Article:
Users thrilled at the prospect of hacking their brain chemistry should be wary, some nootropics addictive and have dangerous long-term side effects. Psychostimulants like Ritalin and Adderall can raise blood pressure, impair appetite, cause insomnia and lead to cardiac problems, says Urban, while improper use of ampakines, which are being investigated as a treatment for Alzheimer's, can actually kill neurons.
There are a range of gentle nootropics without such scary side effects, although they might not be that effective either. “There are multiple over-the-counter herbal, vitamin nootropic cocktails. I doubt these would have any serious negative repercussions, but they are not going to have much of an impact on cognition, beyond giving a bit of an energy boost from caffeine,” says Urban.
Are nootropics the way of the future?
The rise of nootropics pose a larger question: most people accept some kind of chemical intervention in their lives, whether its being anaesthetized before surgery or having a beer to loosen up after work. But with greater scientific advancement bringing us newer and more profound ways to improve our consciousness, a future of superhumans hopped up on nootropics seems increasingly likely.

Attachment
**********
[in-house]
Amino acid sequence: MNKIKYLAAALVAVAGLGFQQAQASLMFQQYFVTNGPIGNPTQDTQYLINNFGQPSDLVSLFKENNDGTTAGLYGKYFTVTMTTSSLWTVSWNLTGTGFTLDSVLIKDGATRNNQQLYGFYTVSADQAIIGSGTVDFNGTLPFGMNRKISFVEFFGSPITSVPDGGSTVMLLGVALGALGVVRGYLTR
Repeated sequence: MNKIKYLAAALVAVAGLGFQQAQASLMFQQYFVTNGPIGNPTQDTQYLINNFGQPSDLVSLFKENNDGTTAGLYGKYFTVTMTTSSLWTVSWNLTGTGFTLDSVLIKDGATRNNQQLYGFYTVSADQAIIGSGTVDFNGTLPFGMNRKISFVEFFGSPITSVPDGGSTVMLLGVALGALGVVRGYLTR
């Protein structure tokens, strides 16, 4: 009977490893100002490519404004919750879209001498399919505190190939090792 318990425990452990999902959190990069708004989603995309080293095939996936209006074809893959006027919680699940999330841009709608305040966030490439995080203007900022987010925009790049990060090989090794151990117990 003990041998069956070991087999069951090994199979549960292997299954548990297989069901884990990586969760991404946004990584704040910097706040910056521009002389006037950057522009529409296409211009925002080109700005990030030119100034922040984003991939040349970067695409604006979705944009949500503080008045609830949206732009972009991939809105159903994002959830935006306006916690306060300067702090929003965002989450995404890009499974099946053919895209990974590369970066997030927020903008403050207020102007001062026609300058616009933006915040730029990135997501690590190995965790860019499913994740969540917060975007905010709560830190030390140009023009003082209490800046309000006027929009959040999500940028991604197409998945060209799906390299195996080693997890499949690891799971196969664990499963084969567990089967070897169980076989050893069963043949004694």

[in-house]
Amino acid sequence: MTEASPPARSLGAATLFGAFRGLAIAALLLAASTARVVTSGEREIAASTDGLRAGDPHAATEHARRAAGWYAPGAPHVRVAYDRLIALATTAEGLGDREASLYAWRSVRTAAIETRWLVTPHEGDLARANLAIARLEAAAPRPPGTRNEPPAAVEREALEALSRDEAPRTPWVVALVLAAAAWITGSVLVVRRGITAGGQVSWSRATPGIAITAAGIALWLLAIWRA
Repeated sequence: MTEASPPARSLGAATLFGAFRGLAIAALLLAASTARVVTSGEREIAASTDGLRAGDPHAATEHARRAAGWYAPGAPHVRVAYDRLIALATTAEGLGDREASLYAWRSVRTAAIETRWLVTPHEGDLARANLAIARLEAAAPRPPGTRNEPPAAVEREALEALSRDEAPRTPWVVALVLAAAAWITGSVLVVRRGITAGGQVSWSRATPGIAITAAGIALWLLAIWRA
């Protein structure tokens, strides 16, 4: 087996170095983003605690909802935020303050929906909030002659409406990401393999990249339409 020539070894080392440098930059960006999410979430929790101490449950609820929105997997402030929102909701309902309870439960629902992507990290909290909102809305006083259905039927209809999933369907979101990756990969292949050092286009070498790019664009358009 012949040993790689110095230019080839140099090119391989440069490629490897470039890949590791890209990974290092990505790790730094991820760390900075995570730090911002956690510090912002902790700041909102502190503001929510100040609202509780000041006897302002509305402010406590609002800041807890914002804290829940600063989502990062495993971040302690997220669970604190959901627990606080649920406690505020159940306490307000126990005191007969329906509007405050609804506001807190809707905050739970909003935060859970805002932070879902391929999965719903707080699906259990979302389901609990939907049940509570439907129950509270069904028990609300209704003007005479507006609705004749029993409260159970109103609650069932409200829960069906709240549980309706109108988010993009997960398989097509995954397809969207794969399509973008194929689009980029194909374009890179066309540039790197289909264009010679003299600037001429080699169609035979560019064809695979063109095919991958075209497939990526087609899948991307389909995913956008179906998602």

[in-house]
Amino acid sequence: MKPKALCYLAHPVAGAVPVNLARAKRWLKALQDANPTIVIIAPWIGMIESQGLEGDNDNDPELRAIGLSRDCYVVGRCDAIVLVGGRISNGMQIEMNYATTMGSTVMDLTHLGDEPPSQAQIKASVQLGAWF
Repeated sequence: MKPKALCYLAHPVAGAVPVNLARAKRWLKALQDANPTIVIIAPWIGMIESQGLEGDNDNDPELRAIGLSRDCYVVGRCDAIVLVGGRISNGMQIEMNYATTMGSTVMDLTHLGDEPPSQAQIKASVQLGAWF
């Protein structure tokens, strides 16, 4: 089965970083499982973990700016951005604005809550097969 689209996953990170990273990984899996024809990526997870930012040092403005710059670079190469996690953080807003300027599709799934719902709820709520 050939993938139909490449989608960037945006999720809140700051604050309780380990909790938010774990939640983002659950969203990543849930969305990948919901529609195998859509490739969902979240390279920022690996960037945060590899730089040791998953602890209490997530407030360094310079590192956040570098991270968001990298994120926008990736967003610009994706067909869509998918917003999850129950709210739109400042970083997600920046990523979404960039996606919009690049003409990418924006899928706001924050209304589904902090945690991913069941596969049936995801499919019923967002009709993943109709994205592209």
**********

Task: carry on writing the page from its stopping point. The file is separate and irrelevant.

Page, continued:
Pearce sees nootropics as a step on the path to eliminating depression and anxiety and unleashing the person’s full potential. He acknowledges that suffering teaches us, but insists that, “Even if we judge that many nasty emotions can be functionally useful, I think the key question to ask is whether they are functionally indispensable or whether we can replace them by more civilized alternatives.” He prefers to envision a state of well-being that preserves critical insight, rather than a zonked-out high. “Critically, I think we should be free to choose lifelong gradients of intelligent bliss.”